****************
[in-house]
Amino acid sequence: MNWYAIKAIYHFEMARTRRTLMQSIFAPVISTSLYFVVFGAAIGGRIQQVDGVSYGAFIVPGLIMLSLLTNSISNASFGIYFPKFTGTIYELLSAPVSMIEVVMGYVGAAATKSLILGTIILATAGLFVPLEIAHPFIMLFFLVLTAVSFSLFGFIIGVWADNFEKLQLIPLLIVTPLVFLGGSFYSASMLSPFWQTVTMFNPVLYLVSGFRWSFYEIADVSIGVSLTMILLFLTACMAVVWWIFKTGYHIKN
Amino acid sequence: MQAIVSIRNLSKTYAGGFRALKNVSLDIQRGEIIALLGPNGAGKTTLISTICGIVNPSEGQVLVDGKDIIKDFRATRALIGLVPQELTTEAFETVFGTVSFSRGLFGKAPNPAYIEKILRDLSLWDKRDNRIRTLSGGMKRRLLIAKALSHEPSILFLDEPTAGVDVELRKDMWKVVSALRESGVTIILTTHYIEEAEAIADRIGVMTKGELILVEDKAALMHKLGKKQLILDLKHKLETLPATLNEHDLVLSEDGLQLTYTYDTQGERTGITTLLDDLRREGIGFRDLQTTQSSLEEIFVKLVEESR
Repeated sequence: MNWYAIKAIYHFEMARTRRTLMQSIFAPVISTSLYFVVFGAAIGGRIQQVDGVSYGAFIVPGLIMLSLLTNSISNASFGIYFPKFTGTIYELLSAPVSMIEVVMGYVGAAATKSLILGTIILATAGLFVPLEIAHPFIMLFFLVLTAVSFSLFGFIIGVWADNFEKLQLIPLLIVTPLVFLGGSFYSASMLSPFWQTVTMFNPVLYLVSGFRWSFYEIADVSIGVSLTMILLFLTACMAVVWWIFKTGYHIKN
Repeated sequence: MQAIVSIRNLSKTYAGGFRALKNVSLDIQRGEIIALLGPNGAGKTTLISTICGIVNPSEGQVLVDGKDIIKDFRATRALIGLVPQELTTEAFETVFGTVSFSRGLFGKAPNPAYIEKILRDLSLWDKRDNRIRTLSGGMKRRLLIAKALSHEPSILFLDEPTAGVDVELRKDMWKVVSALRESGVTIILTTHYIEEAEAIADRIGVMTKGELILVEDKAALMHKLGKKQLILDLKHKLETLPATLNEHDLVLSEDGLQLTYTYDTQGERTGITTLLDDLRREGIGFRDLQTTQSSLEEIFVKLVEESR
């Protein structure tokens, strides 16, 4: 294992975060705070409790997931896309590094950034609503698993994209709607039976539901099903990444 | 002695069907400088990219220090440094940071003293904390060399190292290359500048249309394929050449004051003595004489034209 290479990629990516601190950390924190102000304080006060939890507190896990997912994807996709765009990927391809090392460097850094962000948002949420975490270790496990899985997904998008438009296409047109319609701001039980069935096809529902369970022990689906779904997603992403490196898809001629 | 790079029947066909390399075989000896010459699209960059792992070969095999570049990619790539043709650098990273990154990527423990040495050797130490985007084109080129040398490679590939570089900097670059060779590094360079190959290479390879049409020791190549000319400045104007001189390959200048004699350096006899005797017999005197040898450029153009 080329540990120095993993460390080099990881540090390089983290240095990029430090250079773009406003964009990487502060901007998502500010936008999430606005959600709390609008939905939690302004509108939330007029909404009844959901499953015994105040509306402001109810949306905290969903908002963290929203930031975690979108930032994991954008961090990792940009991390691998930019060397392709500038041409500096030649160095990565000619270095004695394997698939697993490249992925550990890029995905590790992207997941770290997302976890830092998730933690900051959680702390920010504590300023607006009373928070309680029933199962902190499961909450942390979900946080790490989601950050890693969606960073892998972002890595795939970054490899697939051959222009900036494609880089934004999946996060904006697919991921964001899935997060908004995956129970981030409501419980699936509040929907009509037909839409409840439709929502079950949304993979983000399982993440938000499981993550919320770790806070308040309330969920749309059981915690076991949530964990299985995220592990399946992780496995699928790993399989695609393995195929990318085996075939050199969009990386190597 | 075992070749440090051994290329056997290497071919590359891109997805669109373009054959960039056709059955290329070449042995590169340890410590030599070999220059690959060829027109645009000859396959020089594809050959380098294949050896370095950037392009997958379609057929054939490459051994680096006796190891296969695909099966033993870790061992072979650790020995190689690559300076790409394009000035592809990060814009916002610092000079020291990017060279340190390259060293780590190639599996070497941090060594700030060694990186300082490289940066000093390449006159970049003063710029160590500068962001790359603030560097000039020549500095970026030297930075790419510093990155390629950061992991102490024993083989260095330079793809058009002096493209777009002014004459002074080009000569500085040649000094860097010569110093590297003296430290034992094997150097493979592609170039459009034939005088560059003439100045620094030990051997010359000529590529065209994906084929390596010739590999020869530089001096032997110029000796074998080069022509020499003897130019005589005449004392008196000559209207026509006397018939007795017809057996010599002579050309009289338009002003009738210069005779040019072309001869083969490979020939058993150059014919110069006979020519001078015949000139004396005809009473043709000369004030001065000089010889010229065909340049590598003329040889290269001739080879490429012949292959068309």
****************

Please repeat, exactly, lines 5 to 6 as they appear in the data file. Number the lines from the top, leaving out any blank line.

Repeated sequence: MQAIVSIRNLSKTYAGGFRALKNVSLDIQRGEIIALLGPNGAGKTTLISTICGIVNPSEGQVLVDGKDIIKDFRATRALIGLVPQELTTEAFETVFGTVSFSRGLFGKAPNPAYIEKILRDLSLWDKRDNRIRTLSGGMKRRLLIAKALSHEPSILFLDEPTAGVDVELRKDMWKVVSALRESGVTIILTTHYIEEAEAIADRIGVMTKGELILVEDKAALMHKLGKKQLILDLKHKLETLPATLNEHDLVLSEDGLQLTYTYDTQGERTGITTLLDDLRREGIGFRDLQTTQSSLEEIFVKLVEESR
């Protein structure tokens, strides 16, 4: 294992975060705070409790997931896309590094950034609503698993994209709607039976539901099903990444 | 002695069907400088990219220090440094940071003293904390060399190292290359500048249309394929050449004051003595004489034209 290479990629990516601190950390924190102000304080006060939890507190896990997912994807996709765009990927391809090392460097850094962000948002949420975490270790496990899985997904998008438009296409047109319609701001039980069935096809529902369970022990689906779904997603992403490196898809001629 | 790079029947066909390399075989000896010459699209960059792992070969095999570049990619790539043709650098990273990154990527423990040495050797130490985007084109080129040398490679590939570089900097670059060779590094360079190959290479390879049409020791190549000319400045104007001189390959200048004699350096006899005797017999005197040898450029153009 080329540990120095993993460390080099990881540090390089983290240095990029430090250079773009406003964009990487502060901007998502500010936008999430606005959600709390609008939905939690302004509108939330007029909404009844959901499953015994105040509306402001109810949306905290969903908002963290929203930031975690979108930032994991954008961090990792940009991390691998930019060397392709500038041409500096030649160095990565000619270095004695394997698939697993490249992925550990890029995905590790992207997941770290997302976890830092998730933690900051959680702390920010504590300023607006009373928070309680029933199962902190499961909450942390979900946080790490989601950050890693969606960073892998972002890595795939970054490899697939051959222009900036494609880089934004999946996060904006697919991921964001899935997060908004995956129970981030409501419980699936509040929907009509037909839409409840439709929502079950949304993979983000399982993440938000499981993550919320770790806070308040309330969920749309059981915690076991949530964990299985995220592990399946992780496995699928790993399989695609393995195929990318085996075939050199969009990386190597 | 075992070749440090051994290329056997290497071919590359891109997805669109373009054959960039056709059955290329070449042995590169340890410590030599070999220059690959060829027109645009000859396959020089594809050959380098294949050896370095950037392009997958379609057929054939490459051994680096006796190891296969695909099966033993870790061992072979650790020995190689690559300076790409394009000035592809990060814009916002610092000079020291990017060279340190390259060293780590190639599996070497941090060594700030060694990186300082490289940066000093390449006159970049003063710029160590500068962001790359603030560097000039020549500095970026030297930075790419510093990155390629950061992991102490024993083989260095330079793809058009002096493209777009002014004459002074080009000569500085040649000094860097010569110093590297003296430290034992094997150097493979592609170039459009034939005088560059003439100045620094030990051997010359000529590529065209994906084929390596010739590999020869530089001096032997110029000796074998080069022509020499003897130019005589005449004392008196000559209207026509006397018939007795017809057996010599002579050309009289338009002003009738210069005779040019072309001869083969490979020939058993150059014919110069006979020519001078015949000139004396005809009473043709000369004030001065000089010889010229065909340049590598003329040889290269001739080879490429012949292959068309």